Depressive Symptoms During Adolescence and Young Adulthood, Gender and the Development of Type 2 Diabetes

sfs2150_3_Shakira F SugliaThe American Journal of Epidemiology just published research by Shakira Suglia finding that high depression symptoms in both adolescence and adulthood are associated with onset of Type II diabetes among women. Among men however an opposite effect was noted in that men who experienced high depression symptoms in both adolescence and adulthood had a lower odds of Type II diabetes after accounting for BMI, physical activity, sleep duration, smoking and alcohol use.  This research suggests that the onset of depression early in life conveys sex specific effects for the development of Type II diabetes.

Past work on the link between depression and Type II diabetes has measured both depression and diabetes status in adulthood limiting the ability of most studies to identify the temporality of the association – subclinical Type II diabetes risk factors may simply contribute to both depression and clinical Type II diabetes development later in life.  Since risk factors and health behaviors that impact obesity and diabetes track from childhood to adolescence and into adulthood, Suglia and colleagues took a life course approach to identifying risk factors for Type II diabetes.  Their work used data from the Add Health study which is a nationally representative school-based, longitudinal study of the health-related behaviors of adolescents and health outcomes in adulthood.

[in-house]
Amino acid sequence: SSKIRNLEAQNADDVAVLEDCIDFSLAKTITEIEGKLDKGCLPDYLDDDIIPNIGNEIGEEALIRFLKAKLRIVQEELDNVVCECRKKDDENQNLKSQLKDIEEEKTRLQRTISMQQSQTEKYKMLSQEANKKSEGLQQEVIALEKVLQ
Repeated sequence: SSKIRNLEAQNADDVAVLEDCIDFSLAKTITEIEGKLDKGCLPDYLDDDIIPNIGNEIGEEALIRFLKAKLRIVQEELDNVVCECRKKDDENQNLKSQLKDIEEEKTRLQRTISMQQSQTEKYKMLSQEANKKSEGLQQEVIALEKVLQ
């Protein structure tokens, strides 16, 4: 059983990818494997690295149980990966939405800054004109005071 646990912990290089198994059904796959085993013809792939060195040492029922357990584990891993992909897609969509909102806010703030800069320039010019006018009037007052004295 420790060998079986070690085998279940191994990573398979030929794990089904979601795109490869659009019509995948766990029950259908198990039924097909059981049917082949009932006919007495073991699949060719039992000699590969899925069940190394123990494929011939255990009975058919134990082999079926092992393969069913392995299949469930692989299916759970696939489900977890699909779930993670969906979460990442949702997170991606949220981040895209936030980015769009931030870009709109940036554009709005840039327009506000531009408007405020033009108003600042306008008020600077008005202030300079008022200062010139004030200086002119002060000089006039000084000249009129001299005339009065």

The sex specific associations suggest gendered responses, either behavioral or physiological, to symptoms of depression that in turn put women at risk of diabetes but convey a protective risk for men.  However, their analyses of adult patterns of physical activity, body mass index, smoking, alcohol consumption and sleep by sex and depressive symptoms found similar links between depression and behaviors in men and women; suggesting that behavioral differences did not explain the sex specific associations. Suglia and colleagues suggest that future studies should explore whether sex specific responses to depression involve hypothalamic- pituitary-adrenal axis dysregulation or other physiological pathways.

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